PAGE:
Religion and science aren't always the most comfortable of partners, but they come together in the work of Pierre Teilhard de Chardin (1881-1955), a Jesuit priest and paleontologist who firmly believed in evolution.
The man and his studies inspired The De Chardin Project, Adam Seybold's new play for the Quickening Theatre Company, a group whose work includes Fish Face and Mister Baxter.
"His story is surprising both in what he believed and in his own life," says Seybold. "Because I was raised in a small community and in the Presbyterian church, I understand the importance that ideology can play in a person's life.
"I was taught that one can believe either in science or religion, evolution or the Bible. You have to choose between [evolutionary biologist] Richard Dawkins or [conservative Christian] Pat Robertson."
De Chardin, a devout Jesuit, was a "both/and" rather than an "either/or" thinker.
"He saw the two views as complementing rather than contradicting each other," notes the playwright, who plays de Chardin in the production. "Teilhard looked at how human beings got to the place where they are and why they did so. In his writings, he stated that evolution had a direction of increasing complexity and consciousness, culminating in a human world linked to the Divine."
Those writings were quite contentious in the early part of the 20th century, though at the time they never got further than his own religious order. Forbidden to publish or speak of his ideas, de Chardin, a scientist as well as a priest, was banished to China in the 1930s. He was part of the team that discovered the skull of Peking Man, a milestone in evolutionary science.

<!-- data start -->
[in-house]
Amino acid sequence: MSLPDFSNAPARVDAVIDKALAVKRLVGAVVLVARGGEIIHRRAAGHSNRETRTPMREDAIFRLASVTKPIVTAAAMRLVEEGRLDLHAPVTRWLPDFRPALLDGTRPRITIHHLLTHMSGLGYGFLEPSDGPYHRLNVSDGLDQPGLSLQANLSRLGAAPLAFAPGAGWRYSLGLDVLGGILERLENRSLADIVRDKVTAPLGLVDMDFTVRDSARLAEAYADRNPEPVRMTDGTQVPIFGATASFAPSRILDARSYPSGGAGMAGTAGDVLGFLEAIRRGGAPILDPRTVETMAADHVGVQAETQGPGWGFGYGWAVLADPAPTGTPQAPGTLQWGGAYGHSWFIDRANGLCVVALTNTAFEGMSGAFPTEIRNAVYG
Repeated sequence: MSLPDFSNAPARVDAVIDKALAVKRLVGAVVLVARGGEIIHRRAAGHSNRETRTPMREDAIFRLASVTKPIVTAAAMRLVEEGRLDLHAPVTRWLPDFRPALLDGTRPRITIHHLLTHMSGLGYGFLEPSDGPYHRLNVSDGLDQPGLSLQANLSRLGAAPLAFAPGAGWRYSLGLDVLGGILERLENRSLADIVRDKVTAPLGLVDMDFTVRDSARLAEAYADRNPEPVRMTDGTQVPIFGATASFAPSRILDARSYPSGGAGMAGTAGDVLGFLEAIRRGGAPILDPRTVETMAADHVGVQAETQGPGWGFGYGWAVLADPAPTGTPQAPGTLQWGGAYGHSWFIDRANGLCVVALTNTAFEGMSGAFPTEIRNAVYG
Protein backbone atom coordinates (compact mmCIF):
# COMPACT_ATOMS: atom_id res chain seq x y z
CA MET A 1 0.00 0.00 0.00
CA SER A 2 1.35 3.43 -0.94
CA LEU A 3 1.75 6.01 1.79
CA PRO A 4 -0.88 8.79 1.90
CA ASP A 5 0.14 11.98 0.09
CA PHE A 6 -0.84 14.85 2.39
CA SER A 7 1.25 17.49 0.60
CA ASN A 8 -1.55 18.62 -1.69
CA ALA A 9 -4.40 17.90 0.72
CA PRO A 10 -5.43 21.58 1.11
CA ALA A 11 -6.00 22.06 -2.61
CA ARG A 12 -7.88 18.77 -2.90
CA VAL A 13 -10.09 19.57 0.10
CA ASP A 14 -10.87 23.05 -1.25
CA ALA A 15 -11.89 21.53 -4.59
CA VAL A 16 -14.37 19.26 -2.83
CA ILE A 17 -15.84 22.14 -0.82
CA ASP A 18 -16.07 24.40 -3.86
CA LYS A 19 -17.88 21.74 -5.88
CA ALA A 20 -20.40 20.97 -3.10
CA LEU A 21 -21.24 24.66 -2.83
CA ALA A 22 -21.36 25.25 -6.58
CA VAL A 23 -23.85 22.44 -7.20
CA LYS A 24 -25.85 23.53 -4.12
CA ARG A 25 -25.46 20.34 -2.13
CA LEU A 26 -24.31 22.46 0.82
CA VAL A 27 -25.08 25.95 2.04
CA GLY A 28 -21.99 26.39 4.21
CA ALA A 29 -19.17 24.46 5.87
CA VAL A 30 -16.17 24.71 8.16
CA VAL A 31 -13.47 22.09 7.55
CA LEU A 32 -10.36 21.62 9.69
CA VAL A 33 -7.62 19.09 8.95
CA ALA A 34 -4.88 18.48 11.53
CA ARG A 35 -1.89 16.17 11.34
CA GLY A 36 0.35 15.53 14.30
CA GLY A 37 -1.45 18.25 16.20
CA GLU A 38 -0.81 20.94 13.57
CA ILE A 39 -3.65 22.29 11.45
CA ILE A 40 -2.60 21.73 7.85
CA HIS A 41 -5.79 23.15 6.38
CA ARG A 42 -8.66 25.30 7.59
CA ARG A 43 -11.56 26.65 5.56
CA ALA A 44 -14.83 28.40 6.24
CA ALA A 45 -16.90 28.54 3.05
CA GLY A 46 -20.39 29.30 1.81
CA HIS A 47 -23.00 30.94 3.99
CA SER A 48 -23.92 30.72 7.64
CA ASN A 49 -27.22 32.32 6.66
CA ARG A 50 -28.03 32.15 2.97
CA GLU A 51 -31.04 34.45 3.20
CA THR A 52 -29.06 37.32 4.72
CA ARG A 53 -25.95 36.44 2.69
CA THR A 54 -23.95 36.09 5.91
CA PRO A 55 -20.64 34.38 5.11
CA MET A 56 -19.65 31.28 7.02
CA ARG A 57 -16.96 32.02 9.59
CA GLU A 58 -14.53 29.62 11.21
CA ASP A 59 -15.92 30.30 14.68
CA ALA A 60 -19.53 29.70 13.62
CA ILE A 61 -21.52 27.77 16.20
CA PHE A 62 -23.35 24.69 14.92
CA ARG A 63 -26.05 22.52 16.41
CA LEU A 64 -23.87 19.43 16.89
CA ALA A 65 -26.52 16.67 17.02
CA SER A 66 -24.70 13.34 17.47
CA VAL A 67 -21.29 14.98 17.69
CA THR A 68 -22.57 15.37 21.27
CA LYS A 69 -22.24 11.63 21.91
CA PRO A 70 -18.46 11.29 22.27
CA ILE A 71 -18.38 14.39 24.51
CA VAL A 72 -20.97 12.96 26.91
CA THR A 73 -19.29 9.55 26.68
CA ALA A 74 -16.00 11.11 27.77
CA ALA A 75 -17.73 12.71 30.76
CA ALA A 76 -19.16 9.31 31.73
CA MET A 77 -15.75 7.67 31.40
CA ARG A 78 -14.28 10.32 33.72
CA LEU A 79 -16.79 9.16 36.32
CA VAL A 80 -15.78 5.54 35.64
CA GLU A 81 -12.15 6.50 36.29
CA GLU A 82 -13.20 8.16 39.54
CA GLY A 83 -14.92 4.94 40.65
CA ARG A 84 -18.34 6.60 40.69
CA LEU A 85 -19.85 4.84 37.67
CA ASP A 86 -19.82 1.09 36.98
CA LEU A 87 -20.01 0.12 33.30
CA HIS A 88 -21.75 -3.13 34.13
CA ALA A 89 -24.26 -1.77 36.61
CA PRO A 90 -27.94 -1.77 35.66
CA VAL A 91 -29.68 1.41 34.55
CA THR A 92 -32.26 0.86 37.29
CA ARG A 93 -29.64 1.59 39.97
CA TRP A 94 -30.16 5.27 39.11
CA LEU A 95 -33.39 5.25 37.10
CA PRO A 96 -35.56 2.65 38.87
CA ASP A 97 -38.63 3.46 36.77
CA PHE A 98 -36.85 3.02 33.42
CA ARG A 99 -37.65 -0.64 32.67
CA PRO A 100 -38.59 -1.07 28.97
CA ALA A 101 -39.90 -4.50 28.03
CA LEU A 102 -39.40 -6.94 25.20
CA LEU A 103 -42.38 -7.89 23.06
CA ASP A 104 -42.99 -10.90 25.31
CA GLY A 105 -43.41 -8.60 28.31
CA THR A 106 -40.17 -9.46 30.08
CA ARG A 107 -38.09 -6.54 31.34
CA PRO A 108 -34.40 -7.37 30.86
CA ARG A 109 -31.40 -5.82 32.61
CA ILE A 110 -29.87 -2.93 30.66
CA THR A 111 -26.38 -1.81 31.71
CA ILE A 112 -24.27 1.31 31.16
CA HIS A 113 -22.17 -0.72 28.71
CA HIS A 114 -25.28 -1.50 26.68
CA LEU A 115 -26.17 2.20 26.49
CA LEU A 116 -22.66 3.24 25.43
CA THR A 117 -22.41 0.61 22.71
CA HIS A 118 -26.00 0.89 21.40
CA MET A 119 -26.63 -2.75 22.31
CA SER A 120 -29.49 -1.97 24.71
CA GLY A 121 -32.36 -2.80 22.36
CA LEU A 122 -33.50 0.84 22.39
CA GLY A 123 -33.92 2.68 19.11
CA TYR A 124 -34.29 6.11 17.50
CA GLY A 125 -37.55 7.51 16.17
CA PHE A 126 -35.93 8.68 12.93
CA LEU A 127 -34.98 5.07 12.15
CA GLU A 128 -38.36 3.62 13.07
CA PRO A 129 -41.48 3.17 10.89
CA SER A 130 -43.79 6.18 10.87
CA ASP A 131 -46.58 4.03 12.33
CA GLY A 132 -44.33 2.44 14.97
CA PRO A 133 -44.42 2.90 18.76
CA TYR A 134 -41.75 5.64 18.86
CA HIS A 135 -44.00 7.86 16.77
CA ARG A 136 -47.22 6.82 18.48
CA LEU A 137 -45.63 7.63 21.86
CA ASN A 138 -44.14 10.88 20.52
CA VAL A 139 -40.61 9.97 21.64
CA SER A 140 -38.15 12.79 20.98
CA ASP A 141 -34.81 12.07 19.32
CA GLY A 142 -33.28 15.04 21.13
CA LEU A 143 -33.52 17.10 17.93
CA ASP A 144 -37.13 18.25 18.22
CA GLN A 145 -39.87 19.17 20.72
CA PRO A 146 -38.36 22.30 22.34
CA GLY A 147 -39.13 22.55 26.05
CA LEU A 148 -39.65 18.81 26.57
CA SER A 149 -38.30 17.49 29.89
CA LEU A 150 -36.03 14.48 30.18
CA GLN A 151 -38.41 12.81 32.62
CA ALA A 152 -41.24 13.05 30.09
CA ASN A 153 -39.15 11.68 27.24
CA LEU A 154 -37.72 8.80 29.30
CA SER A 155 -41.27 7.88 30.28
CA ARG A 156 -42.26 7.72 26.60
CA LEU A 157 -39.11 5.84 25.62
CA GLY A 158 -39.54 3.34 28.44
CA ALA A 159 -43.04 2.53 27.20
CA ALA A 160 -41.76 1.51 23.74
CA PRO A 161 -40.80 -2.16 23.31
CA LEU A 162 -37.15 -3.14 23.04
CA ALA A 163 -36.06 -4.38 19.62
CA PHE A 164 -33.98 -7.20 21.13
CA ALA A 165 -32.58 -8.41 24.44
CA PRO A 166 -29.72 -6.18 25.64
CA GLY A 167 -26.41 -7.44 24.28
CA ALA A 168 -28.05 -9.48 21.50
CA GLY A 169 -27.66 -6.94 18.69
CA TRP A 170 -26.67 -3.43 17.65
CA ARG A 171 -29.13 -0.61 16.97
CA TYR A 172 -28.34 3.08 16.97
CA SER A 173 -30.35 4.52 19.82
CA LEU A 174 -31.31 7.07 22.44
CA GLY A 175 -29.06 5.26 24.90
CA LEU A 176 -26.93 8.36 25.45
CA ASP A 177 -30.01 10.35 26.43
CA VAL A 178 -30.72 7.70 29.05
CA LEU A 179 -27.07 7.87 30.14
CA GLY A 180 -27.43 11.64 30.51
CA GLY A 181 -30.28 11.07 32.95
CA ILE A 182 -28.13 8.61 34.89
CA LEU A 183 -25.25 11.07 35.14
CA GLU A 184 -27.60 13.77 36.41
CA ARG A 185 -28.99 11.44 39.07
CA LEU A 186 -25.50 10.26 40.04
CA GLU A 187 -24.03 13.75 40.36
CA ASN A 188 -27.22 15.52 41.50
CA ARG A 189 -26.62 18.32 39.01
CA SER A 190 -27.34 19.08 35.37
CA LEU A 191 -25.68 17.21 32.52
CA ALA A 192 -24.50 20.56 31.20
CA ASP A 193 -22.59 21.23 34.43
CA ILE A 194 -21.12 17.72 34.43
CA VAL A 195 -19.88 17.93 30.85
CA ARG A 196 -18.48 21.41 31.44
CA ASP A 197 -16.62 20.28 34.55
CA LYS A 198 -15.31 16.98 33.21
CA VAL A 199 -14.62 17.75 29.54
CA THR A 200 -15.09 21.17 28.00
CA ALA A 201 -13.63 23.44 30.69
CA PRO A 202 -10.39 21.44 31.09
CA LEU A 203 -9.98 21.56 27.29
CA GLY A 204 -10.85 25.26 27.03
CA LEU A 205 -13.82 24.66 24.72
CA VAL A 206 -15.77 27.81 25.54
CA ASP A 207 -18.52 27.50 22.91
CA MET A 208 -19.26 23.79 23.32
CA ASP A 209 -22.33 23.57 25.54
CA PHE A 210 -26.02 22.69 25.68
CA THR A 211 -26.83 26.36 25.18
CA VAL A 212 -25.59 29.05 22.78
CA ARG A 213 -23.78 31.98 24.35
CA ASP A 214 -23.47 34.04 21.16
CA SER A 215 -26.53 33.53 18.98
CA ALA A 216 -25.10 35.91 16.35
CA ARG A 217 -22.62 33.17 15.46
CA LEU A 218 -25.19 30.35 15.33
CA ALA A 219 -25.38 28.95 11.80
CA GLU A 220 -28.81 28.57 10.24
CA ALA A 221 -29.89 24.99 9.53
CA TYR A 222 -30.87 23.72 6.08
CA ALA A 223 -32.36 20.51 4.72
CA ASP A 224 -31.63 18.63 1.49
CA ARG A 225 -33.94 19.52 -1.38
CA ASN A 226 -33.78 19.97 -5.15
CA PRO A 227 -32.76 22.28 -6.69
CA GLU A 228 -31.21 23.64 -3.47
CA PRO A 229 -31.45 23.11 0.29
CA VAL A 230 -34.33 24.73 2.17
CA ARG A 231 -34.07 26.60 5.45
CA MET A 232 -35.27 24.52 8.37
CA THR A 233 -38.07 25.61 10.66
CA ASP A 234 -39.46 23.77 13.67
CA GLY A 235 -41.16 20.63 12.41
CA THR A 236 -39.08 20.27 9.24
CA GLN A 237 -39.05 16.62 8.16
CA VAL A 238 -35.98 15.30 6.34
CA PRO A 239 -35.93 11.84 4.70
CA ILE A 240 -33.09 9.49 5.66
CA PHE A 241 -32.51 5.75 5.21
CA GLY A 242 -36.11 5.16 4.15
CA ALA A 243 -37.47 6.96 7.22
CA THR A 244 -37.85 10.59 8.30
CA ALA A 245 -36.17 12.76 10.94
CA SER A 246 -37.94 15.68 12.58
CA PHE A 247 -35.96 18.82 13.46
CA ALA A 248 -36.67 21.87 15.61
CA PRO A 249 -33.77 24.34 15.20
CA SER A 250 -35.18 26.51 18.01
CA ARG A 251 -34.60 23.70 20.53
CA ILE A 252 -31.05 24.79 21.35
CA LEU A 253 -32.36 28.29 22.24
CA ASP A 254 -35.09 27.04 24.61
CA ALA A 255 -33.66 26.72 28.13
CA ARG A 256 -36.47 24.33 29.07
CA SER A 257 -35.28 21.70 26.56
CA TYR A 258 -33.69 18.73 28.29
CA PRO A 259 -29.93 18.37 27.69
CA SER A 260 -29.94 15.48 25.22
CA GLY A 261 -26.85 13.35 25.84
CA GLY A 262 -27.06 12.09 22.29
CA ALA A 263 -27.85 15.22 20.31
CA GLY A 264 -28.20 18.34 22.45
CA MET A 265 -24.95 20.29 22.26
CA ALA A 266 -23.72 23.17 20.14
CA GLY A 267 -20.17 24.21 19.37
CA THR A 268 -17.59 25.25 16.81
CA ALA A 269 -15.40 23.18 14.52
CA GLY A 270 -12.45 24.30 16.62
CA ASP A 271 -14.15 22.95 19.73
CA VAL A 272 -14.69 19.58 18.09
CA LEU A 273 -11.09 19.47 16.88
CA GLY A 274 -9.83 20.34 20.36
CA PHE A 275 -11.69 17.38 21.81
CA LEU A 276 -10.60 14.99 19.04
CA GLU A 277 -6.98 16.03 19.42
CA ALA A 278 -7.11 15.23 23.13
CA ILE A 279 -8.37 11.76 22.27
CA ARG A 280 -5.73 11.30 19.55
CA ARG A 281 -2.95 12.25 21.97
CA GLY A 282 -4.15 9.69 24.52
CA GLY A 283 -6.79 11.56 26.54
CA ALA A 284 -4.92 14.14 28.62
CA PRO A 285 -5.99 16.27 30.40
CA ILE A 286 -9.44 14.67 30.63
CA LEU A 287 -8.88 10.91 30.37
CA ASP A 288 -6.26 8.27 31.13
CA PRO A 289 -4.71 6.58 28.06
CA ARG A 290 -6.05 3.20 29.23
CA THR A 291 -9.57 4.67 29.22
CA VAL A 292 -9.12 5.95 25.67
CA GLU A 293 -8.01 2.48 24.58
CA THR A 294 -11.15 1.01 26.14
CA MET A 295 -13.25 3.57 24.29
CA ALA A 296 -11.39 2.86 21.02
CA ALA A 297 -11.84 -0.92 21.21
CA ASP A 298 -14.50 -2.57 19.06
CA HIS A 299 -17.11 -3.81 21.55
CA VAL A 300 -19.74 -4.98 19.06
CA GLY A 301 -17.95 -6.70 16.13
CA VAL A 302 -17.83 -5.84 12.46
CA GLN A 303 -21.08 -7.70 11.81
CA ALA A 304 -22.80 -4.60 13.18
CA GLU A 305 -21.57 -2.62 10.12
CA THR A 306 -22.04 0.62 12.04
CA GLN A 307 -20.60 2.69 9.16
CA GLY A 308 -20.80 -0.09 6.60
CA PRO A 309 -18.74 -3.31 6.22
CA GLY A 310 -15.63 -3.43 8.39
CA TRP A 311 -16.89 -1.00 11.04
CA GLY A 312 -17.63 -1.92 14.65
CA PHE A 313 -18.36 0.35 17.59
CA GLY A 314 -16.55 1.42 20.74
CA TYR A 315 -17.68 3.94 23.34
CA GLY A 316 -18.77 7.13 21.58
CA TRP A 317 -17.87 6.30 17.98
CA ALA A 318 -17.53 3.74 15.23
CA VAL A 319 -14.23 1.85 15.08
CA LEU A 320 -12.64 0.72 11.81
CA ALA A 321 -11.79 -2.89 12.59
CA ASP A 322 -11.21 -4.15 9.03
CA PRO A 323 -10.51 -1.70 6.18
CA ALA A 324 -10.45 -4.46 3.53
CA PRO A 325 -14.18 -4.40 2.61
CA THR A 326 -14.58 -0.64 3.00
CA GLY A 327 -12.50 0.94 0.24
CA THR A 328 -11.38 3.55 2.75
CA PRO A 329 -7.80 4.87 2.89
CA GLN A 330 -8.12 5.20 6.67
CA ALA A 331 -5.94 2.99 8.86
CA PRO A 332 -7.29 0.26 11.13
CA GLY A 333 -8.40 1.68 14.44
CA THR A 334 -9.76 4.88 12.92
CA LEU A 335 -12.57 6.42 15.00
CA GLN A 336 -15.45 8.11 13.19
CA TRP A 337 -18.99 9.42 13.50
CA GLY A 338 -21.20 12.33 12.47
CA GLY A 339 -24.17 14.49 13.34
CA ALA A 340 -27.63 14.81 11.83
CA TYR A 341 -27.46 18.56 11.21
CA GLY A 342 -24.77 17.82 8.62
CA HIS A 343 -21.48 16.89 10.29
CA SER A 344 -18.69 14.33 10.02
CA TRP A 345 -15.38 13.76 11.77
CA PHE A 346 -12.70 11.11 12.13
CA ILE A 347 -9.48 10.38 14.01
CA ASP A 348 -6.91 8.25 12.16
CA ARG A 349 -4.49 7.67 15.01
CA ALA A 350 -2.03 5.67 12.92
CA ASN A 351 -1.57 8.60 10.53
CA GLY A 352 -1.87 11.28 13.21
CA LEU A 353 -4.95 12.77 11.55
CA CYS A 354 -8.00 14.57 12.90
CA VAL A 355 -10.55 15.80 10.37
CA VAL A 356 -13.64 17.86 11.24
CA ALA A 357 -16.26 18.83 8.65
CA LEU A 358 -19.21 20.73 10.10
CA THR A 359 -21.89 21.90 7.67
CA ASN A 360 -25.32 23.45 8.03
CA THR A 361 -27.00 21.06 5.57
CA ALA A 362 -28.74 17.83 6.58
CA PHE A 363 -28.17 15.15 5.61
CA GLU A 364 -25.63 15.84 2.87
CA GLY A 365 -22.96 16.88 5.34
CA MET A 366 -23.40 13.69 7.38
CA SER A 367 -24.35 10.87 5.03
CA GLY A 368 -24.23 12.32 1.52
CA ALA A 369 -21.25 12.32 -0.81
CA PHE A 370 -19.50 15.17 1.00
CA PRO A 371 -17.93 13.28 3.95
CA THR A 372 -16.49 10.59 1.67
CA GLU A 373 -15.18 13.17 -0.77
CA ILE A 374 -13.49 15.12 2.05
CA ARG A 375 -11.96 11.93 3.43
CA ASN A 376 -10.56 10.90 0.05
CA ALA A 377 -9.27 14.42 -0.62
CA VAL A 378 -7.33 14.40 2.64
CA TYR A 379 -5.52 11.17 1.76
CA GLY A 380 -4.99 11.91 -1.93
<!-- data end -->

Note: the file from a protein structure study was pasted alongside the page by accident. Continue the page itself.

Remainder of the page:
De Chardin's writings were finally published after his death; The Phenomenon Of Man became a bestseller.
"He was a fascinating person, a religious figure who refused to leave his order, who had a platonic relationship with a female artist and never lost his belief in the science that was central to his life."
De Chardin's ideas may be stimulating, but how does Seybold make them theatrical?
"Yes," he laughs, "there's the potential for a really bad play here, with Teilhard in a room debating someone about beliefs and scientific findings. I've chosen to look at the man at the moment of his death, with a Guide replaying his life for him and giving the audience a context for what the man has done.
"There are only two actors onstage, myself and Kate Fenton, who plays the Guide in various incarnations. As the script developed, the show's theatricality became tied to Teilhard's philosophy that links matter and spirit, a duality that echoes the pair onstage. The former is science, the here and now; the latter is the guiding, changing force of evolution toward a greater consciousness."
Psycho Bitch, community mental health worker Tamara Lynn Robert's autobiographical solo show, aims to raise awareness about mental illness.
The central character is "a mood disordered, medicated, sweetheart of a mess" fighting internal demons, pills and a big monster called Stigma. With the help of her guardian angel, Geraldine, she fights them all in a serious but at times comedic tale about living with mental illness.
The three performances (Friday to Sunday, February 8 to 10), directed by Laura Anne Harris, raise funds for Youthline, an organization that promotes the mental health of queer and questioning LGBTQ youth in Ontario.